Report per Rule 30(e).
1. In Cheesecake Factory, we held that a domestic corporation “maintains a place of business” for purposes of venue where it “conducts business activities” and “owns some equipment, fixtures and furnishings” in the county at issue. 253 N.C. App. at 221, 799 S.E.2d at 419.
2. The transcript reveals that counsel for the Gandhi Defendants stated at the outset of the hearing that “the plaintiff has noticed the motion to change venue that I filed in my answer. ․ It's two parts. One is whether Durham County is a proper venue, and the second part is I have moved to move venue to Johnston County for convenience of witnesses.” Counsel for Ms. Lowrey responded, “[i]f Your Honor please, he is correct.” The Gandhi Defendants’ counsel then clarified that his clients were no longer asserting Durham as an improper county and instead were “moving on the convenience of witnesses that this be moved to Johnston County. ․ [W]e are moving today under the convenience of witnesses in the ends of justice to keep this in Johnston County.” Later in the hearing, counsel for the Gandhi Defendants noted that “this is a discretionary motion.” Cf., e.g., Stern v. Cinoman, 221 N.C. App. 231, 232, 728 S.E.2d 373, 374 (2012) (“[T]he trial court has no discretion in ordering a change of venue and it appears that the action has been brought in the wrong county.” (cleaned up)).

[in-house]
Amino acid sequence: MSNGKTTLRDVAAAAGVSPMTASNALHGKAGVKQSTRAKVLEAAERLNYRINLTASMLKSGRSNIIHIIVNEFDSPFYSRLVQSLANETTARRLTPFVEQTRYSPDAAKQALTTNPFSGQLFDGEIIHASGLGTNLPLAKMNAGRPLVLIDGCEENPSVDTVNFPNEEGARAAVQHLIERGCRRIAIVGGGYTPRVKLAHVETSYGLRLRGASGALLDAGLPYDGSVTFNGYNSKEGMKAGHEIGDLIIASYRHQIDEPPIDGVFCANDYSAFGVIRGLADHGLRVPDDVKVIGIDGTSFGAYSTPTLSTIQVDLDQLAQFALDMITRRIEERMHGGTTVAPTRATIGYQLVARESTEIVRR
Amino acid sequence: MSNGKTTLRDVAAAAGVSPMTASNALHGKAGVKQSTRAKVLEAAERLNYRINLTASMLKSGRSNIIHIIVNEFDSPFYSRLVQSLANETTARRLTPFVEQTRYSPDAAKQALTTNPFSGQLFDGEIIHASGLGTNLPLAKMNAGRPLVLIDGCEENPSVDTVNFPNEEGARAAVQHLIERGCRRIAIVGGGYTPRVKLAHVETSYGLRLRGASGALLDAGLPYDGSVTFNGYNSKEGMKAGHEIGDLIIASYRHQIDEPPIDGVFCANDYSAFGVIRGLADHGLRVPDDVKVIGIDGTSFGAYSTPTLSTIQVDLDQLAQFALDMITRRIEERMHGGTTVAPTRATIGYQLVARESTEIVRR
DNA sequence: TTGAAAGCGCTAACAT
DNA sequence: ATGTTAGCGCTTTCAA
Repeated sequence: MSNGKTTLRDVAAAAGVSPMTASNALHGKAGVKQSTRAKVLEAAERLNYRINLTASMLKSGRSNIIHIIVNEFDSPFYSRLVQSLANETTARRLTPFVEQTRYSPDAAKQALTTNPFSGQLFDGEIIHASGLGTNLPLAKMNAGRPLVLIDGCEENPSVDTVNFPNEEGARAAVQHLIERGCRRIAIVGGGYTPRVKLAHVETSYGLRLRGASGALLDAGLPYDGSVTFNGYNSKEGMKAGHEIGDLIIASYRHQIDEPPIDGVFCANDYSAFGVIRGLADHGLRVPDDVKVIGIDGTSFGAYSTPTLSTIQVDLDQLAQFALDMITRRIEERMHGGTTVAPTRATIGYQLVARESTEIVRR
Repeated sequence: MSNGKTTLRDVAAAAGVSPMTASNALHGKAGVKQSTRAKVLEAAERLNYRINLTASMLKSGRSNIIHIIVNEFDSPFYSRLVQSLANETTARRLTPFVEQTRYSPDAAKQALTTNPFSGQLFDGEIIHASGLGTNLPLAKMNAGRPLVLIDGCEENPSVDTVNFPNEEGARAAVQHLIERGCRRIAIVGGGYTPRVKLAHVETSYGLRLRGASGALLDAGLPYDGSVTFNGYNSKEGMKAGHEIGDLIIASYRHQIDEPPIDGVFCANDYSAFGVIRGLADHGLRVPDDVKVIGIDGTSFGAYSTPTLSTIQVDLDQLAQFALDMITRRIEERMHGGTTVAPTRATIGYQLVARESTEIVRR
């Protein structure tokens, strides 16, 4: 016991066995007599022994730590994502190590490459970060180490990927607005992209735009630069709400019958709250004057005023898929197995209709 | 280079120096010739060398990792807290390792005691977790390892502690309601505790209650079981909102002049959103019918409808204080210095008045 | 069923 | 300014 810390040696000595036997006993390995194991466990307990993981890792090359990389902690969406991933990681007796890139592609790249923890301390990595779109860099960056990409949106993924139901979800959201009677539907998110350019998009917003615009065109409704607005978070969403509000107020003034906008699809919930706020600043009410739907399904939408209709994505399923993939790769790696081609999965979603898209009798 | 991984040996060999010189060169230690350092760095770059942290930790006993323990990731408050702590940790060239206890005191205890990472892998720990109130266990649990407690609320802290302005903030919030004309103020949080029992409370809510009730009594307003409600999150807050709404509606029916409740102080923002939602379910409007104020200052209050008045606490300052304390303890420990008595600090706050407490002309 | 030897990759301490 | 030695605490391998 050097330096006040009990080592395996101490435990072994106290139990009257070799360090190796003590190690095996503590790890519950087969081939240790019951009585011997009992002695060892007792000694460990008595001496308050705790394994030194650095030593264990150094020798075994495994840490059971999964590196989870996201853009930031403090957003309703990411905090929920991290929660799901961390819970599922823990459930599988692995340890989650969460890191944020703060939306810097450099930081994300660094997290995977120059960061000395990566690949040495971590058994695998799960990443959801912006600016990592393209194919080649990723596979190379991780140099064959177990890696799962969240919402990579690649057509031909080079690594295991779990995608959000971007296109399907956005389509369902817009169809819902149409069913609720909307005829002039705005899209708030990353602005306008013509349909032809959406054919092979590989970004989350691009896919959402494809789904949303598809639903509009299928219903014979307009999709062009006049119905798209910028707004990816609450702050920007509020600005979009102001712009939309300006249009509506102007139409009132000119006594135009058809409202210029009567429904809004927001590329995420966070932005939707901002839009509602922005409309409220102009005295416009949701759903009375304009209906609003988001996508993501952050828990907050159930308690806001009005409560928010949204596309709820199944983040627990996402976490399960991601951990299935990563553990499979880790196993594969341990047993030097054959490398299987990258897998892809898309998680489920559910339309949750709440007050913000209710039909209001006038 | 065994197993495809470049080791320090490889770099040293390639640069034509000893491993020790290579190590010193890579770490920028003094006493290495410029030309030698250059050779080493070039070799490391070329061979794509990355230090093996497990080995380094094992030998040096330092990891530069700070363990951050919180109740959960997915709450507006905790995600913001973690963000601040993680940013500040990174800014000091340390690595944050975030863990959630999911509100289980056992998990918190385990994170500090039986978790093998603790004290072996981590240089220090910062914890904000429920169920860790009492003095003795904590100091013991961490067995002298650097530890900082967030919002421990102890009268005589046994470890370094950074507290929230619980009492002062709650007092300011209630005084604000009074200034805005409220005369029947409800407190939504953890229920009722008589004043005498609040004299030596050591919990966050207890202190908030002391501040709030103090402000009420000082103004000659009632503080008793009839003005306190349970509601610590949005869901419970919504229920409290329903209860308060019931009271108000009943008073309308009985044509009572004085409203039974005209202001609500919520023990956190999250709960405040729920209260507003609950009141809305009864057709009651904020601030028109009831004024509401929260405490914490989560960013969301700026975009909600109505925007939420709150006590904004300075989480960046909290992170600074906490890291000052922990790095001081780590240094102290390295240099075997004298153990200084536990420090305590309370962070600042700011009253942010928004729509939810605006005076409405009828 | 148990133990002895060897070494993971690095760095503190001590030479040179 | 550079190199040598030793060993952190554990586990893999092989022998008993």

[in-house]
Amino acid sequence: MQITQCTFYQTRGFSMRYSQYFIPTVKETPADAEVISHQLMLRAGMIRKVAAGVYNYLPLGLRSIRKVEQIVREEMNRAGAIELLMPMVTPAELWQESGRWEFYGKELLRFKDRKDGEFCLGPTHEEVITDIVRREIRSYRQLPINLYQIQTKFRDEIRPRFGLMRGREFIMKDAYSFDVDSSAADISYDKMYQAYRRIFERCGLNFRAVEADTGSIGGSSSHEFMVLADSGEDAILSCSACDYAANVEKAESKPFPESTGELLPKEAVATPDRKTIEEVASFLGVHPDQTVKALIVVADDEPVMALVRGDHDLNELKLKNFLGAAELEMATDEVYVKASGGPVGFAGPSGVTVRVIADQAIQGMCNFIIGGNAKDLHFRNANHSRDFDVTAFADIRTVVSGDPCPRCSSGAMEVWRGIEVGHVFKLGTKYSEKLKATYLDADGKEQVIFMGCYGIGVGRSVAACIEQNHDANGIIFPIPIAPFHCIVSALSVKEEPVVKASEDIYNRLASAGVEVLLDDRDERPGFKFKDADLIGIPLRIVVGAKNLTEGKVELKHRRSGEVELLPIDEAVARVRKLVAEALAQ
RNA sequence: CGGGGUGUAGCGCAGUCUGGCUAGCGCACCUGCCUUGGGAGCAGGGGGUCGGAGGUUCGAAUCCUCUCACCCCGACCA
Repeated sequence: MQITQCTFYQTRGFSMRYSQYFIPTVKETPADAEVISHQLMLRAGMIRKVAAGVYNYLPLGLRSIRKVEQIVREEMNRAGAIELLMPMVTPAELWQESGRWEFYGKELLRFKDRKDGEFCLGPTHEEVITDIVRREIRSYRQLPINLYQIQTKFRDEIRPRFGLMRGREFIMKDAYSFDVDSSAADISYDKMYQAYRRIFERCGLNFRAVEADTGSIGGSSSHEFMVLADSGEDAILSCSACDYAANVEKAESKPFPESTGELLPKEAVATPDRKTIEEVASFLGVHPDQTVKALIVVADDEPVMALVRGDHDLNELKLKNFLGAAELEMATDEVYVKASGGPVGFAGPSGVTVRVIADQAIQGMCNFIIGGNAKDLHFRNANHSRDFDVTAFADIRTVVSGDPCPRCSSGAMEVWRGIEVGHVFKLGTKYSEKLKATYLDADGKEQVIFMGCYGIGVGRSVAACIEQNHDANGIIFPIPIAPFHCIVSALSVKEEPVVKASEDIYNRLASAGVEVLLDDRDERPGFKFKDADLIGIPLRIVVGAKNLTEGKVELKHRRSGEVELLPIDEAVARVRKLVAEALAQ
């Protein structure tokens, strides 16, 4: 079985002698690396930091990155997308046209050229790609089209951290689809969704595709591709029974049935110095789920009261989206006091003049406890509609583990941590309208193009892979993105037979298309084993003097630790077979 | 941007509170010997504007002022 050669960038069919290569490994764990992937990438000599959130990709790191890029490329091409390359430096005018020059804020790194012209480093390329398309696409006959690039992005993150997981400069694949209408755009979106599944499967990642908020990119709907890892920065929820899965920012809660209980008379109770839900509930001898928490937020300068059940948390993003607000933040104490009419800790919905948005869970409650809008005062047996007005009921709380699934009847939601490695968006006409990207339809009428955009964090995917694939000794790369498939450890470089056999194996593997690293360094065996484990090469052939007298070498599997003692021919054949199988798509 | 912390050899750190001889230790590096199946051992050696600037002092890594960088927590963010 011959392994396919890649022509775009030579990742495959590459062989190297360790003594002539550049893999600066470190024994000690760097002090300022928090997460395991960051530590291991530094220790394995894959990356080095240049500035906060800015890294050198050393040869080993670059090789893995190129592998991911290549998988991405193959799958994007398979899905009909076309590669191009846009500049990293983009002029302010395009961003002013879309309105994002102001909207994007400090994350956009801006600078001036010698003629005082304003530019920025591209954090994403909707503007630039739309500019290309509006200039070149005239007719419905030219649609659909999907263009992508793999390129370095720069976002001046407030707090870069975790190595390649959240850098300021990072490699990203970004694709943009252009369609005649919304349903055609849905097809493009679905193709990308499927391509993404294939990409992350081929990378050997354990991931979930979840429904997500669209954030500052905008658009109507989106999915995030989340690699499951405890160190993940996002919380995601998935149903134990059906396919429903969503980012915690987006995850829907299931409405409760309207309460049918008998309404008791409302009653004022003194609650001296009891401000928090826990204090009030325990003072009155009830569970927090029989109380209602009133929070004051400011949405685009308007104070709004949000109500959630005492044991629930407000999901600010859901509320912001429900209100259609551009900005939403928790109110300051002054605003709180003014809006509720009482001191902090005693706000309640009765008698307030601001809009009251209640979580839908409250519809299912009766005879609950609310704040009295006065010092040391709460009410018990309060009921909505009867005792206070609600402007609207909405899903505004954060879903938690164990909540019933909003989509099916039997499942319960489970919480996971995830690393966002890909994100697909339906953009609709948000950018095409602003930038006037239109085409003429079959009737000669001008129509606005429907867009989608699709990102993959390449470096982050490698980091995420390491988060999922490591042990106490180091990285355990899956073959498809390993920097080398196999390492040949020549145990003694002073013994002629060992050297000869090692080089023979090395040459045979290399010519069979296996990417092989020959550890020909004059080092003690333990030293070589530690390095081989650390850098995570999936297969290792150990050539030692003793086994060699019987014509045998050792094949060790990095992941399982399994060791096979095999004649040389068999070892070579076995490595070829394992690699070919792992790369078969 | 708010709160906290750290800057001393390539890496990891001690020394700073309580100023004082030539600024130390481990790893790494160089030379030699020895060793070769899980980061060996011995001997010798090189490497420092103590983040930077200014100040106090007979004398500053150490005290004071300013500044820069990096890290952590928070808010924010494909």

3. Although Ms. Lowrey's objection opposed the calendared motions under Rule 60(b), no party filed a motion under that rule.
4. At oral argument before this Court, counsel for Choice Hotels offered that this internal contradiction and inconsistency with Choice Hotels’ prior affidavit was the result of a typographical error.